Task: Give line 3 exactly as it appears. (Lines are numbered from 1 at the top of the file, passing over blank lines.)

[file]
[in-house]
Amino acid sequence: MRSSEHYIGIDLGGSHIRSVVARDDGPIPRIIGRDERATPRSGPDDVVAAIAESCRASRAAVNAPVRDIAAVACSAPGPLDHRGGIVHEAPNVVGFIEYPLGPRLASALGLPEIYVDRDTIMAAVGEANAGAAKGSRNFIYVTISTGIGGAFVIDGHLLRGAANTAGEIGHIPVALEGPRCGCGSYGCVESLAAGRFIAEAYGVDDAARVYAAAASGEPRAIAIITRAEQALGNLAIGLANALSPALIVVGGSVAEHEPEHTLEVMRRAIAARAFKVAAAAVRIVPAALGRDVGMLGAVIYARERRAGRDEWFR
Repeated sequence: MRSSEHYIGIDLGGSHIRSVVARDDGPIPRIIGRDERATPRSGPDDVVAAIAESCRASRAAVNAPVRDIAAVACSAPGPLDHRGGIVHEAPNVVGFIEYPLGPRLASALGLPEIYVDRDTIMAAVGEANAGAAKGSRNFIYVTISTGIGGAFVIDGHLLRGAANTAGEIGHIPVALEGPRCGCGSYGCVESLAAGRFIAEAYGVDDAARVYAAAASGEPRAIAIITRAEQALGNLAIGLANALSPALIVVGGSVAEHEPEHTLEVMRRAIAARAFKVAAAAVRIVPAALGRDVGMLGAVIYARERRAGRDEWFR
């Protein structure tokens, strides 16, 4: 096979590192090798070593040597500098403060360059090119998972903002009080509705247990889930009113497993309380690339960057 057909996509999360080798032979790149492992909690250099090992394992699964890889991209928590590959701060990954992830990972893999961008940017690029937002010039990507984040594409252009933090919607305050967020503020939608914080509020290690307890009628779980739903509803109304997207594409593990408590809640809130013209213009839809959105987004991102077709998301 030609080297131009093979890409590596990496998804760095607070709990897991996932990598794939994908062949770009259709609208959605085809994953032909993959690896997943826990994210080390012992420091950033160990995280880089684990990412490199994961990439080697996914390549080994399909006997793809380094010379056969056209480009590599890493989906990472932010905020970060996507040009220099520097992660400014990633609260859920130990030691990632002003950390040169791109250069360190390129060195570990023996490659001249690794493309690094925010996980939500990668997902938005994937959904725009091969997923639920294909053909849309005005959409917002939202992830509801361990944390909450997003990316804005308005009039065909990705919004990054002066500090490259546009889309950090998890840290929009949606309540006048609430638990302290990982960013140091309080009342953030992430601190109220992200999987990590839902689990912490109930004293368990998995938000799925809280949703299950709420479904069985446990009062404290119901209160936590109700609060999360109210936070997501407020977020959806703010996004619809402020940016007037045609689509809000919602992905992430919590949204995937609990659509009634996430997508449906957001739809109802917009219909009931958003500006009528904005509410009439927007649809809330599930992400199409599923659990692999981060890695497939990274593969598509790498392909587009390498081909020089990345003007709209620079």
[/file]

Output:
Repeated sequence: MRSSEHYIGIDLGGSHIRSVVARDDGPIPRIIGRDERATPRSGPDDVVAAIAESCRASRAAVNAPVRDIAAVACSAPGPLDHRGGIVHEAPNVVGFIEYPLGPRLASALGLPEIYVDRDTIMAAVGEANAGAAKGSRNFIYVTISTGIGGAFVIDGHLLRGAANTAGEIGHIPVALEGPRCGCGSYGCVESLAAGRFIAEAYGVDDAARVYAAAASGEPRAIAIITRAEQALGNLAIGLANALSPALIVVGGSVAEHEPEHTLEVMRRAIAARAFKVAAAAVRIVPAALGRDVGMLGAVIYARERRAGRDEWFR